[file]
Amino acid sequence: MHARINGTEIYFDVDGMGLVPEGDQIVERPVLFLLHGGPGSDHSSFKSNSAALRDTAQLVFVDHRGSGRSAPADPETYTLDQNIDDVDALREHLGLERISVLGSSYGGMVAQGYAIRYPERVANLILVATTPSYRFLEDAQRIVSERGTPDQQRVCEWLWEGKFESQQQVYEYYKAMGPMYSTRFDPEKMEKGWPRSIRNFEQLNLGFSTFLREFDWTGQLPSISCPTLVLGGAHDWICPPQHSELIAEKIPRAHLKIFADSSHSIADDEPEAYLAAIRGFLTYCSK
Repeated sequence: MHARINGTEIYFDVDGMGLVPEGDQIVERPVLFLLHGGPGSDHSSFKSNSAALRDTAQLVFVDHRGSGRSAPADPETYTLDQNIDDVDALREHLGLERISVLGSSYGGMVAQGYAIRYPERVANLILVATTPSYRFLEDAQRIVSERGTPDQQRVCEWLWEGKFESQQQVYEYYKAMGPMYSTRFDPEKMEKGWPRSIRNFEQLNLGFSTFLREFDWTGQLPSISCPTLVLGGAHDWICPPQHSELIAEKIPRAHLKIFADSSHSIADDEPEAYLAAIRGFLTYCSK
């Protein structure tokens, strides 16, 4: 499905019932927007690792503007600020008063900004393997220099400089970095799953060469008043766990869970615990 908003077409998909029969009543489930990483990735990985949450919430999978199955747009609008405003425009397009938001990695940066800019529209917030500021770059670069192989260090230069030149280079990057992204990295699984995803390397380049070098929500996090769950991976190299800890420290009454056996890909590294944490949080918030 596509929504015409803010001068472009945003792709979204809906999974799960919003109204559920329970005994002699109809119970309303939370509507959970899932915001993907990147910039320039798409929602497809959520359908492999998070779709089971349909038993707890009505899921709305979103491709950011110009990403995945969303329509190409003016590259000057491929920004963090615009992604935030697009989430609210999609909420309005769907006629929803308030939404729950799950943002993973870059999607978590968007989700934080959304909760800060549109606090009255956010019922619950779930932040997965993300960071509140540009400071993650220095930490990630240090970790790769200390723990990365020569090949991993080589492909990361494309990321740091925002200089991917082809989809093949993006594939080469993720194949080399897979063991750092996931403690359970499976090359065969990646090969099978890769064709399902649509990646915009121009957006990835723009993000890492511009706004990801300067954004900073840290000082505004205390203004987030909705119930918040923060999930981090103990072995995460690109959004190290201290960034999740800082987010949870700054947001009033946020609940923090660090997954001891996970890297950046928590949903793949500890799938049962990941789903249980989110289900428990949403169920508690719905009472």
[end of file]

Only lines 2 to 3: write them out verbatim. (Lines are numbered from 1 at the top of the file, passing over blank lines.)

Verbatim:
Repeated sequence: MHARINGTEIYFDVDGMGLVPEGDQIVERPVLFLLHGGPGSDHSSFKSNSAALRDTAQLVFVDHRGSGRSAPADPETYTLDQNIDDVDALREHLGLERISVLGSSYGGMVAQGYAIRYPERVANLILVATTPSYRFLEDAQRIVSERGTPDQQRVCEWLWEGKFESQQQVYEYYKAMGPMYSTRFDPEKMEKGWPRSIRNFEQLNLGFSTFLREFDWTGQLPSISCPTLVLGGAHDWICPPQHSELIAEKIPRAHLKIFADSSHSIADDEPEAYLAAIRGFLTYCSK
């Protein structure tokens, strides 16, 4: 499905019932927007690792503007600020008063900004393997220099400089970095799953060469008043766990869970615990 908003077409998909029969009543489930990483990735990985949450919430999978199955747009609008405003425009397009938001990695940066800019529209917030500021770059670069192989260090230069030149280079990057992204990295699984995803390397380049070098929500996090769950991976190299800890420290009454056996890909590294944490949080918030 596509929504015409803010001068472009945003792709979204809906999974799960919003109204559920329970005994002699109809119970309303939370509507959970899932915001993907990147910039320039798409929602497809959520359908492999998070779709089971349909038993707890009505899921709305979103491709950011110009990403995945969303329509190409003016590259000057491929920004963090615009992604935030697009989430609210999609909420309005769907006629929803308030939404729950799950943002993973870059999607978590968007989700934080959304909760800060549109606090009255956010019922619950779930932040997965993300960071509140540009400071993650220095930490990630240090970790790769200390723990990365020569090949991993080589492909990361494309990321740091925002200089991917082809989809093949993006594939080469993720194949080399897979063991750092996931403690359970499976090359065969990646090969099978890769064709399902649509990646915009121009957006990835723009993000890492511009706004990801300067954004900073840290000082505004205390203004987030909705119930918040923060999930981090103990072995995460690109959004190290201290960034999740800082987010949870700054947001009033946020609940923090660090997954001891996970890297950046928590949903793949500890799938049962990941789903249980989110289900428990949403169920508690719905009472």